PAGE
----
With a Wisconsin Supreme Court Seat up for grabs on Tuesday, Republicans predictably made the case for why as few people as possible should be permitted to vote. It was a continuation of Wisconsin GOP efforts to suppress the vote, which included rejecting a demand from Governor Evers to automatically mail an absentee ballot to every resident.

The Republican majority in United States Supreme Court sided with the RNC and the election in Wisconsin will carry on as scheduled. This is despite Wisconsin being unprepared for the surge in absentee ballot requests, which leapt from a typical 250,000 to over 1.2 million in reaction to the virus. Thousands of these voters won't even receive these ballots until after the election, thereby preventing them from exercising their right to vote.

Justice Ruth Bader Ginsburg wrote a blistering dissent to the majority's decision, saying:

"Either [voters] will have to brave the polls, endangering their own and others' safety. Or they will lose their right to vote, through no fault of their own. That is a matter of utmost importance — to the constitutional rights of Wisconsin's citizens, the integrity of the State's election process, and in this most extraordinary time, the health of the Nation."

She was flabbergasted that her more conservative colleagues didn't think a global pandemic and national crisis was enough to justify emergency policies ensuring Wisconsinites their right to vote:

"The Court's suggestion that the current situation is not 'substantially different' from 'an ordinary
election' boggles the mind...Now, under this Court's order, tens of thousands of absentee voters, unlikely to receive their ballots in time to cast them, will be left quite literally without a vote."

A majority of the Supreme Court may not have agreed with Ginsburg, but the court of public opinion was fully on her side.





The Republican efforts indicated to some that the party cares more about maintaining control than preserving lives.




Large crowds are already gathering in Wisconsin to vote.

In a bit of devastating irony, the Supreme Court voted remotely when making its decision.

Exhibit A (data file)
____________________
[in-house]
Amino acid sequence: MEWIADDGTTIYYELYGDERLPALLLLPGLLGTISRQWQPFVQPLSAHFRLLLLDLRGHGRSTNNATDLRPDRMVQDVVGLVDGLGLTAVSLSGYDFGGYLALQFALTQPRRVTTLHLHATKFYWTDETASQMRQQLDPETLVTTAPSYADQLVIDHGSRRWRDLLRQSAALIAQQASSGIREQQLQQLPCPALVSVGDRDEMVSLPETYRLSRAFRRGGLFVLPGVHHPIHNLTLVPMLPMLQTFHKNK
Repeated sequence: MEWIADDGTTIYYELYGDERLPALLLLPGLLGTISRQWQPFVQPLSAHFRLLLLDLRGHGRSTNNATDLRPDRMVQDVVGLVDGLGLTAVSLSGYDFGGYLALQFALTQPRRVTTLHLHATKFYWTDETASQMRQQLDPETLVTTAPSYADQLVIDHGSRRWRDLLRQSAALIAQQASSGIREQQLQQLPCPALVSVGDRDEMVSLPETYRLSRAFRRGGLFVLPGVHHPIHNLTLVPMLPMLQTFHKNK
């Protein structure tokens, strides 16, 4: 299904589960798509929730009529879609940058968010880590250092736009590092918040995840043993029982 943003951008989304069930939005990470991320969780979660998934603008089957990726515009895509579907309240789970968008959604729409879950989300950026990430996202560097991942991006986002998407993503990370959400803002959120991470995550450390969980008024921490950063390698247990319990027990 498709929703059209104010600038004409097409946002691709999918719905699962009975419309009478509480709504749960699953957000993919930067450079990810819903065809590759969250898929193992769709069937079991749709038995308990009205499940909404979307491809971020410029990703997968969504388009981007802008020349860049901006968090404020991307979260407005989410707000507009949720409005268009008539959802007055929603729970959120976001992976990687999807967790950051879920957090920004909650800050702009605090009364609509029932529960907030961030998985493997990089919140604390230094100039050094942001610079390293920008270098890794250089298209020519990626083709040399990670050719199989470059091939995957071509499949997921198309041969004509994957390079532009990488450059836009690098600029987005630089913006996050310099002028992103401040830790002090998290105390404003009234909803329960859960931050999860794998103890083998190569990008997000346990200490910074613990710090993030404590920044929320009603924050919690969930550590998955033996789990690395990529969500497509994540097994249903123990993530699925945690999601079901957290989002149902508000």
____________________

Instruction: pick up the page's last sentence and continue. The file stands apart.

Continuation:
For more information about the tried and true tactic of GOP voter suppression, check out Uncounted, available here.

JIM WATSON/AFP via Getty Images

Despite numerous cautions from medical experts—including those on his staff—President Donald Trump continues to tout hydroxychloroquine as a promising treatment for the virus that's brought daily life in the United States to a standstill.

The drug has undergone no clinical trials to scientifically test its efficacy on the virus, and the evidence on its behalf is anecdotal at best. One Fox News guest, Access Health International Chairman William Haseltine, called it a "quack cure."

Keep reading... Show less
Catherine Nance / Echoes Wire/Barcroft Media via Getty Images

President Donald Trump's personal lawyer, Rudy Giuliani, is back in the public eye after keeping a relatively low profile following the impeachment trial against his client.

Keep reading... Show less
FREDERIC J. BROWN/AFP via Getty Images // Mark Wilson/Getty Images

With the global pandemic bringing daily life in the United States to a screeching halt, the 2020 campaign has become somewhat of an afterthought as Americans focus on staying healthy and practicing social distancing.

But though the campaign trail is no longer in full swing, voters across the country can't help but see this crisis as a test of competence for President Donald Trump and a test of leadership for former Vice President and likely Democratic nominee Joe Biden.

Keep reading... Show less
Mandel Ngan/AFP via Getty Images // Samuel Corum/Getty Images

A recent in-depth report from the Washington Post detailed the 70 day period between President Donald Trump's first knowledge of the virus and his eventual acknowledgment that the pandemic—which has killed over 10,000 people in the United States—poses a serious threat.

Trump's constant dismissal of the virus wasn't for lack of experts and longtime lawmakers warning him of the possibilities, as Washington Post opinion writer Greg Sargent points out.

Keep reading... Show less
JIM WATSON/AFP via Getty Images

Author and military historian Max Boot is a self-identified conservative, but he's by no means a supporter of President Donald Trump. Boot endorsed former Secretary of State Hillary Clinton in the 2016 Presidential election and he's frequently referred to Trump as the worst President in modern times.

But in a blistering new op-ed for the Washington Post, Boot removes the "in modern times" qualifier, referring to Trump as simply the worst President in U.S. history, citing his delayed and inadequate response to the virus that's brought the United States to a standstill.

Keep reading... Show less